As I write this I am sitting atop a twenty metre clifftop looking down as the Indian Ocean pummels the jagged coast. This place is affectionately known as ‘Hells Gate’ and you can see exactly how it got that quaint moniker. I wonder what the Dutch must have thought when they first sailed up to this hostile coastline? Something along the lines of “holy fek” I would imagine.
The sun is coming up. There is red dirt everywhere. The clouds look like they’ve had paint splashed on them. Huge humpback whales keep erupting through the surface before smashing back under it. Needless to say, this place is beautiful.
And this beautiful place has reconnected me with my long lost hobby of photography. I’m not talking selfies (except the one above… awkward) this is my real camera. With a barrel and a body and lenses and a kicky little strap to drape from my neck.
With every click I wonder why on earth I let my one-time hobby slip away. It was like being reunited with an old friend, one that you lost contact with over a petty fight. The more you laugh and look and click the more you wonder why the hell you ever stopped talking!
I feel so unbelievably calm here. Calmer than I have been in years. So relaxed I am that as I explore the clifftop, I do something I haven’t done for a long time – I switch my camera off automatic to manual mode. Automatic mode is just so easy, but in this moment I feel like I have the time to look a little longer.
Instantly my photos (and therefore my movement) becomes more considered and I can actually feel the world slow down slightly. My monkey mind quietens down as I pause to set up the perfect shot, look for the perfect light or wait for the perfect wave. I twist the lens and watch as the world comes back into focus; both figuratively and literally. Adjust the aperture. Change the shutter speed. Click.
Lately I have been busy. Really busy. I’d been getting a lot done – lots of pointing and clicking – but not truly allowing any moment to actually develop. Missing out on the beautiful little details of the world, like the perfectly formed branches of coral-reef poking out of the rockpools. Not to mention the big details – like my daughter picking up shells or drawing in the sand.
But with my eye to my viewfinder things are different. I have tricked myself into mindfulness by choosing to do something that required my presence.
Crafting a picture like this pulls me into the landscape. I look for the richest colour, the best angle and the most beautiful details. I am pulled into the present moment without feeling the twitchy anxiety that sometimes comes with sitting cross-legged on a meditation pillow.
This is meditation in movement or – as I like to call it – Meditation for people that hate sitting still.
Society seems to have adopted the viewpoint that doing is more important than being.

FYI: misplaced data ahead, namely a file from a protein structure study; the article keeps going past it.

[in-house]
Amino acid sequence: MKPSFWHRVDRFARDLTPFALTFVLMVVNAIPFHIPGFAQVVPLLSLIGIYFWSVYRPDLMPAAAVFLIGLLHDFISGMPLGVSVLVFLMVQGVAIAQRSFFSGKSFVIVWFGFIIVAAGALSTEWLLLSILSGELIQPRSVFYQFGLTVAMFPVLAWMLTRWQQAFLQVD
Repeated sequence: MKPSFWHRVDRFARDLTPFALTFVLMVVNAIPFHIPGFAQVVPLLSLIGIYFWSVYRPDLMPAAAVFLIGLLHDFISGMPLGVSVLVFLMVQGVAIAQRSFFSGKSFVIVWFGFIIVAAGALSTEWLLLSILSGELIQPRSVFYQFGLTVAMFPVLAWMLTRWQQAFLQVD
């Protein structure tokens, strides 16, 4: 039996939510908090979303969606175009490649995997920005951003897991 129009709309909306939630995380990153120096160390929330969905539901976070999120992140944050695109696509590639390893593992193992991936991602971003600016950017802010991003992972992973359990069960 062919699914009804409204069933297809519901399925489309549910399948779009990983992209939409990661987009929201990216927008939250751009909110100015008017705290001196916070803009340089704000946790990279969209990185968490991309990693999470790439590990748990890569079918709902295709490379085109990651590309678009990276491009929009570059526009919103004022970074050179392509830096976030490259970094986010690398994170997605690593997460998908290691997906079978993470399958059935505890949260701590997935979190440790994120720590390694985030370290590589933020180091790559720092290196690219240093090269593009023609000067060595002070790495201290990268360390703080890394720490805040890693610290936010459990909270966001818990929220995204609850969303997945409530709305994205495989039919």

That ticking off to do lists is more worthy than sitting under a tree with a loved one and marveling at the clouds. We are being told to fit more hours into our lives instead of fitting more life into our hours.
I gave up photography when I decided that I didn’t want to have a career as a photographer. My hobby couldn’t make me money, so what was the point? The point is that I had missed the point.
Lets just allow ourselves to flick that dial back to manual and spend time doing something for no reason other than that it feels good. Self-expression does not have to have a price-tag. Creativity does not have to be perfect or paid for. Lets put hobbies back on the agenda because they are damn good for us.
Hobbies; The New Meditation
Hobbies have this incredible knack for pulling us into the present moment – even if you have the most monkiest monkey mind around.
Think about a jigsaw puzzle. You are looking at one piece and then intently focusing on every little detail of every other piece to see if they fit together. Or a painting; you are taking in every detail, carefully gliding your brush down the canvas or mixing colours delicately. Crochet? You get into a trance while you hook and pull and loop.
This is playful presence and it is a form of meditation.
So, whether you love or hate meditation I want to invite you to do something radical… schedule in solid time in your schedule to indulge in a hobby. Allow yourself to lose time in the present.
You might end up in the kitchen or a colouring book or a sudoku puzzle. You might take up salsa dancing or join a community theatre or learn the language of a country the you have no intention of visiting. Knitting. Sketching. Pottery. Surfing. Woodwork. Whatever it is!
Just do what feels good and value your hobbies, for they are necessities, not luxuries.